So let me tell you a story about a weekend in Cornwall in 2000. I had just moved to the UK about 4 months before, and one of my dear friends was having a party in Cornwall. He rented out a farmhouse, and was going to have a massive end-of-summer party with a DJ, tee-pee’s all over the farm for sleeping (and sleeping with people), and lots of alcohol. I drove down with some people I knew on the Friday night, and on Saturday there was a scavenger hunt with people finding clues for things all over the place, and it ended on the beach where there was a camp fire and lots of guitar playing and other hippie activities. A very cool way to spend a weekend, I thought.
Somewhere through the evening drugs came out, and being the naive girl from Amish Country, I had no idea what was going on. I suddenly noticed that I was the only person in the room with the DJ, and started to go on a wander around the house and finally found everyone in a room with a bathroom mirror and baby powder. The whole thing was very confusing, and I decided to take my sleeping bag and go sleep outside under the stars, because hey, I was in Cornwall.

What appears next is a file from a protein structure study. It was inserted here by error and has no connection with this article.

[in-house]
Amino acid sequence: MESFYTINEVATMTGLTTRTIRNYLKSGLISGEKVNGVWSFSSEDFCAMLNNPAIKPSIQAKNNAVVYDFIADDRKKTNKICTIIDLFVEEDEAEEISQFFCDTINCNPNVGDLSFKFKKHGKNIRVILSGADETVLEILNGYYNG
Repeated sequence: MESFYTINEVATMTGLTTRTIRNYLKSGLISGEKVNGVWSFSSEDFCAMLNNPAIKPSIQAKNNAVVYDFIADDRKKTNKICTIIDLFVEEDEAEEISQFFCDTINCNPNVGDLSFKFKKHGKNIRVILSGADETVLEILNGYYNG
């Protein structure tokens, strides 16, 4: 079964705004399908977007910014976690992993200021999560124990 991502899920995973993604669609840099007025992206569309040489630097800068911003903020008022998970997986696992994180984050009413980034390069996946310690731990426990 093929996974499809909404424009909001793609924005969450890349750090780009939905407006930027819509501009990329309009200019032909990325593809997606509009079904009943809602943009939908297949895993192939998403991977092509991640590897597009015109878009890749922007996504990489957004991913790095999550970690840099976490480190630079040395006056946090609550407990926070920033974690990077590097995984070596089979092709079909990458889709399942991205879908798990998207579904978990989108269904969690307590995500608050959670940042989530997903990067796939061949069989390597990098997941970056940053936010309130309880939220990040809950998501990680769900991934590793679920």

And sleep under the stars in the grass I did. Very enjoyably. People going into teepees to go to bed at 6am finally woke me, and I got up and I decided to get up and go survey the damage around the house. It was fantastically messy, and if there’s one thing I can’t stand it’s a mess, especially when I didn’t create it (ask my husband). I figured that since everyone had just gone to sleep, it would be hours before they woke up, and I didn’t want to be stuck alone in an empty farmhouse with no food, littered with wine bottles and other sorts of messes. Seeing as how practically everywhere in England has a train station, I figured it couldn’t be that far to a station, and decided to go out wandering to find a station and get a train back to London.
I left a note for everyone saying I had decided to walk to the station, and thanks for a fun party, and I’d see them back in London, etc. Packed up my backpack, and off I went.
I set out happily enough, whistling with the birds as the sun shone over the fields. And then, at the top of the hill, I heard growling. There were dogs, baring their teeth at me. I jumped up into a field, and away from the dogs. But I was now in a field, away from the road, with no cell phone signal, and no idea exactly what I was going to do. I started imagining scenes from Children of the Corn and got totally freaked out.